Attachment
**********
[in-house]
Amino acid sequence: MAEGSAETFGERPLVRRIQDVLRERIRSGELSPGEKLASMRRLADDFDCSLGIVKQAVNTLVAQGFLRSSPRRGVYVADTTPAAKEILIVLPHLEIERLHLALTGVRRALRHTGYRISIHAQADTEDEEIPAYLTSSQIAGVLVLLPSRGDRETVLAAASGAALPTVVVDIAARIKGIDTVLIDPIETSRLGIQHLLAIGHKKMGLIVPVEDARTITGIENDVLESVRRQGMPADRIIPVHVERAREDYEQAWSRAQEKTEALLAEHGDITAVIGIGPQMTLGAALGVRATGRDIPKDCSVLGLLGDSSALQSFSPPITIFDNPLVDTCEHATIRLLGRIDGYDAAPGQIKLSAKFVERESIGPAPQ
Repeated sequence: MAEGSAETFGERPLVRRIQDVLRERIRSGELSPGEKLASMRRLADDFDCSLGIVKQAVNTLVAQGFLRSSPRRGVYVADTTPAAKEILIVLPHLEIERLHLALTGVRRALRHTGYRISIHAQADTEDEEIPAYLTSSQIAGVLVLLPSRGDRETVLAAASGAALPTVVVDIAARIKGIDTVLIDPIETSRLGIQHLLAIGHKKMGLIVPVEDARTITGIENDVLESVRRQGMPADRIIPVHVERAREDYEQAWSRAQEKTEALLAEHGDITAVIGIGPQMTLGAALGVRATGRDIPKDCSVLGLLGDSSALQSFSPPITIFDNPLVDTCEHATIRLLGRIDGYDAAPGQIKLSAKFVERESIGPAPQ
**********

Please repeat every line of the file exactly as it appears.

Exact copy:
[in-house]
Amino acid sequence: MAEGSAETFGERPLVRRIQDVLRERIRSGELSPGEKLASMRRLADDFDCSLGIVKQAVNTLVAQGFLRSSPRRGVYVADTTPAAKEILIVLPHLEIERLHLALTGVRRALRHTGYRISIHAQADTEDEEIPAYLTSSQIAGVLVLLPSRGDRETVLAAASGAALPTVVVDIAARIKGIDTVLIDPIETSRLGIQHLLAIGHKKMGLIVPVEDARTITGIENDVLESVRRQGMPADRIIPVHVERAREDYEQAWSRAQEKTEALLAEHGDITAVIGIGPQMTLGAALGVRATGRDIPKDCSVLGLLGDSSALQSFSPPITIFDNPLVDTCEHATIRLLGRIDGYDAAPGQIKLSAKFVERESIGPAPQ
Repeated sequence: MAEGSAETFGERPLVRRIQDVLRERIRSGELSPGEKLASMRRLADDFDCSLGIVKQAVNTLVAQGFLRSSPRRGVYVADTTPAAKEILIVLPHLEIERLHLALTGVRRALRHTGYRISIHAQADTEDEEIPAYLTSSQIAGVLVLLPSRGDRETVLAAASGAALPTVVVDIAARIKGIDTVLIDPIETSRLGIQHLLAIGHKKMGLIVPVEDARTITGIENDVLESVRRQGMPADRIIPVHVERAREDYEQAWSRAQEKTEALLAEHGDITAVIGIGPQMTLGAALGVRATGRDIPKDCSVLGLLGDSSALQSFSPPITIFDNPLVDTCEHATIRLLGRIDGYDAAPGQIKLSAKFVERESIGPAPQ